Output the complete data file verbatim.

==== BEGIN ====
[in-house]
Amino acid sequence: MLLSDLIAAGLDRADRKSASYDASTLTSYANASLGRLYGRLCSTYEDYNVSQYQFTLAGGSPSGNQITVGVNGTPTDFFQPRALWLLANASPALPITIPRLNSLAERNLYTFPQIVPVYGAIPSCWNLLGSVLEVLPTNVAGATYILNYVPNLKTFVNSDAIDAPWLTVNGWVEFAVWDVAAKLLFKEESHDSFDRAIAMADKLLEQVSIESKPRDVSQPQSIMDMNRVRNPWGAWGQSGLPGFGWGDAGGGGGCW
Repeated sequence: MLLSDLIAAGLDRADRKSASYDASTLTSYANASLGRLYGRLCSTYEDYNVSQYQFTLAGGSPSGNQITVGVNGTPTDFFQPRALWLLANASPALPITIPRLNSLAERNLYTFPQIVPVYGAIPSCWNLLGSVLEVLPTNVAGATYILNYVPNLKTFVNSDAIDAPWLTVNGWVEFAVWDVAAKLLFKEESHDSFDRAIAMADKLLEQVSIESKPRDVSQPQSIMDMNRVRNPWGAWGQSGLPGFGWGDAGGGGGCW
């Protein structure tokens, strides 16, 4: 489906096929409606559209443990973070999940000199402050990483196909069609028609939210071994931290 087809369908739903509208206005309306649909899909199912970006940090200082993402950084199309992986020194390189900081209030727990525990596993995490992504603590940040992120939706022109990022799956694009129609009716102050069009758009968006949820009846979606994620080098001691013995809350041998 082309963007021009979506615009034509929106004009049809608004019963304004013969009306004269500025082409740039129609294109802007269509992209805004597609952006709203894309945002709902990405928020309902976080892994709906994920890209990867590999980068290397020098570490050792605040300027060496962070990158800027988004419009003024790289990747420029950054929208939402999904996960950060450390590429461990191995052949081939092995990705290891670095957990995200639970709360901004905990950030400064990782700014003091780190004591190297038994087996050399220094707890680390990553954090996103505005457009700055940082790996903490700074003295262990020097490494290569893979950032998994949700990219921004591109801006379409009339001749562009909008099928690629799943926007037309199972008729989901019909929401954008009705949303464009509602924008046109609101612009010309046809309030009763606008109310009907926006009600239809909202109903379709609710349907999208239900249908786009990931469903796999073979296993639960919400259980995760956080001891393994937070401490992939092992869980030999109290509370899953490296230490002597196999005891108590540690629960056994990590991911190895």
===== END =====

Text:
[in-house]
Amino acid sequence: MLLSDLIAAGLDRADRKSASYDASTLTSYANASLGRLYGRLCSTYEDYNVSQYQFTLAGGSPSGNQITVGVNGTPTDFFQPRALWLLANASPALPITIPRLNSLAERNLYTFPQIVPVYGAIPSCWNLLGSVLEVLPTNVAGATYILNYVPNLKTFVNSDAIDAPWLTVNGWVEFAVWDVAAKLLFKEESHDSFDRAIAMADKLLEQVSIESKPRDVSQPQSIMDMNRVRNPWGAWGQSGLPGFGWGDAGGGGGCW
Repeated sequence: MLLSDLIAAGLDRADRKSASYDASTLTSYANASLGRLYGRLCSTYEDYNVSQYQFTLAGGSPSGNQITVGVNGTPTDFFQPRALWLLANASPALPITIPRLNSLAERNLYTFPQIVPVYGAIPSCWNLLGSVLEVLPTNVAGATYILNYVPNLKTFVNSDAIDAPWLTVNGWVEFAVWDVAAKLLFKEESHDSFDRAIAMADKLLEQVSIESKPRDVSQPQSIMDMNRVRNPWGAWGQSGLPGFGWGDAGGGGGCW
């Protein structure tokens, strides 16, 4: 489906096929409606559209443990973070999940000199402050990483196909069609028609939210071994931290 087809369908739903509208206005309306649909899909199912970006940090200082993402950084199309992986020194390189900081209030727990525990596993995490992504603590940040992120939706022109990022799956694009129609009716102050069009758009968006949820009846979606994620080098001691013995809350041998 082309963007021009979506615009034509929106004009049809608004019963304004013969009306004269500025082409740039129609294109802007269509992209805004597609952006709203894309945002709902990405928020309902976080892994709906994920890209990867590999980068290397020098570490050792605040300027060496962070990158800027988004419009003024790289990747420029950054929208939402999904996960950060450390590429461990191995052949081939092995990705290891670095957990995200639970709360901004905990950030400064990782700014003091780190004591190297038994087996050399220094707890680390990553954090996103505005457009700055940082790996903490700074003295262990020097490494290569893979950032998994949700990219921004591109801006379409009339001749562009909008099928690629799943926007037309199972008729989901019909929401954008009705949303464009509602924008046109609101612009010309046809309030009763606008109310009907926006009600239809909202109903379709609710349907999208239900249908786009990931469903796999073979296993639960919400259980995760956080001891393994937070401490992939092992869980030999109290509370899953490296230490002597196999005891108590540690629960056994990590991911190895």